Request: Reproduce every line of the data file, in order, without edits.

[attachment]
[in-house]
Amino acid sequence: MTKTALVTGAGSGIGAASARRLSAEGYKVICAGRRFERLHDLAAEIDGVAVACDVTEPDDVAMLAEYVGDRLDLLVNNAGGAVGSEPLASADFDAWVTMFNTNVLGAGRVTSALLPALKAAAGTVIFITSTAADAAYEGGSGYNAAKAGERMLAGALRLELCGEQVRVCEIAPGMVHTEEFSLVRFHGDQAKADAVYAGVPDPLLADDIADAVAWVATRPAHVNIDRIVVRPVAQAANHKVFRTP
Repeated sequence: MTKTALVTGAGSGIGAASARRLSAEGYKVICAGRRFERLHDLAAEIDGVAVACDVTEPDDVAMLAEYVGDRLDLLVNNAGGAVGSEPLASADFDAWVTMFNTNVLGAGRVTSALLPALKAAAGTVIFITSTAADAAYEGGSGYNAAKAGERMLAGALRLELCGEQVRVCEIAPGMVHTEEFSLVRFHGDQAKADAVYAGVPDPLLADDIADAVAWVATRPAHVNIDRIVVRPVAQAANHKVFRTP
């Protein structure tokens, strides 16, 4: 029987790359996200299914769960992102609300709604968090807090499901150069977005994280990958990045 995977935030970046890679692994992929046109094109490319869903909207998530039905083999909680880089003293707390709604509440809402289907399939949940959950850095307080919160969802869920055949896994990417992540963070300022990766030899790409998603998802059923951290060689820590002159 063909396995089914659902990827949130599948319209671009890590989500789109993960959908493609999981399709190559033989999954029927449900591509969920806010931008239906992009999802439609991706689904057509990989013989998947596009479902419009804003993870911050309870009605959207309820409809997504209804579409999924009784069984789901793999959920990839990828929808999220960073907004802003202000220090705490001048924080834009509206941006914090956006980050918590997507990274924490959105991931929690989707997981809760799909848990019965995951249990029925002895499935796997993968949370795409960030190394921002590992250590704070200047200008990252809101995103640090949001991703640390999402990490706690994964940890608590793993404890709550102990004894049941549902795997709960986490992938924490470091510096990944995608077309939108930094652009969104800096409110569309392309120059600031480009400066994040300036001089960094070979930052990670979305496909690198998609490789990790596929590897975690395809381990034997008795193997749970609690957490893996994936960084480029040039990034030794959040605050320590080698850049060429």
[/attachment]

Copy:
[in-house]
Amino acid sequence: MTKTALVTGAGSGIGAASARRLSAEGYKVICAGRRFERLHDLAAEIDGVAVACDVTEPDDVAMLAEYVGDRLDLLVNNAGGAVGSEPLASADFDAWVTMFNTNVLGAGRVTSALLPALKAAAGTVIFITSTAADAAYEGGSGYNAAKAGERMLAGALRLELCGEQVRVCEIAPGMVHTEEFSLVRFHGDQAKADAVYAGVPDPLLADDIADAVAWVATRPAHVNIDRIVVRPVAQAANHKVFRTP
Repeated sequence: MTKTALVTGAGSGIGAASARRLSAEGYKVICAGRRFERLHDLAAEIDGVAVACDVTEPDDVAMLAEYVGDRLDLLVNNAGGAVGSEPLASADFDAWVTMFNTNVLGAGRVTSALLPALKAAAGTVIFITSTAADAAYEGGSGYNAAKAGERMLAGALRLELCGEQVRVCEIAPGMVHTEEFSLVRFHGDQAKADAVYAGVPDPLLADDIADAVAWVATRPAHVNIDRIVVRPVAQAANHKVFRTP
């Protein structure tokens, strides 16, 4: 029987790359996200299914769960992102609300709604968090807090499901150069977005994280990958990045 995977935030970046890679692994992929046109094109490319869903909207998530039905083999909680880089003293707390709604509440809402289907399939949940959950850095307080919160969802869920055949896994990417992540963070300022990766030899790409998603998802059923951290060689820590002159 063909396995089914659902990827949130599948319209671009890590989500789109993960959908493609999981399709190559033989999954029927449900591509969920806010931008239906992009999802439609991706689904057509990989013989998947596009479902419009804003993870911050309870009605959207309820409809997504209804579409999924009784069984789901793999959920990839990828929808999220960073907004802003202000220090705490001048924080834009509206941006914090956006980050918590997507990274924490959105991931929690989707997981809760799909848990019965995951249990029925002895499935796997993968949370795409960030190394921002590992250590704070200047200008990252809101995103640090949001991703640390999402990490706690994964940890608590793993404890709550102990004894049941549902795997709960986490992938924490470091510096990944995608077309939108930094652009969104800096409110569309392309120059600031480009400066994040300036001089960094070979930052990670979305496909690198998609490789990790596929590897975690395809381990034997008795193997749970609690957490893996994936960084480029040039990034030794959040605050320590080698850049060429």